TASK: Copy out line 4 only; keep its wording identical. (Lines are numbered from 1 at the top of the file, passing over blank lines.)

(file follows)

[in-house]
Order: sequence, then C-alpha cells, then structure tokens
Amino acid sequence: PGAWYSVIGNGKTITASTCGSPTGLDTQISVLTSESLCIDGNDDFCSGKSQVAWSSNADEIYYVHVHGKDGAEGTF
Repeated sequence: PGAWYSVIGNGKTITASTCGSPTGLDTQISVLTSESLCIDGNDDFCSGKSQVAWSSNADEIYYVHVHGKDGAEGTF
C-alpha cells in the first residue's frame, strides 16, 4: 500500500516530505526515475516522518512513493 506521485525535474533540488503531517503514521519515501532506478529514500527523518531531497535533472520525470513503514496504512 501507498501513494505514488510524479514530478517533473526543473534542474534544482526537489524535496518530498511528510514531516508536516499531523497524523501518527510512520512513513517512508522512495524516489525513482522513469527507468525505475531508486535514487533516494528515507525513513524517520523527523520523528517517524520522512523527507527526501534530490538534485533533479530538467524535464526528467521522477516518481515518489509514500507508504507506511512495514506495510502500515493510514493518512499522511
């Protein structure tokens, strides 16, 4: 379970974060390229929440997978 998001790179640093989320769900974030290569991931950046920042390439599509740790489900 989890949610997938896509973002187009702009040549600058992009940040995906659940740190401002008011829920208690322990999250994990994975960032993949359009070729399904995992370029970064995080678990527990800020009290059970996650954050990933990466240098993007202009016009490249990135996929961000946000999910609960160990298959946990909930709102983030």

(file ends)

Repeated sequence: PGAWYSVIGNGKTITASTCGSPTGLDTQISVLTSESLCIDGNDDFCSGKSQVAWSSNADEIYYVHVHGKDGAEGTF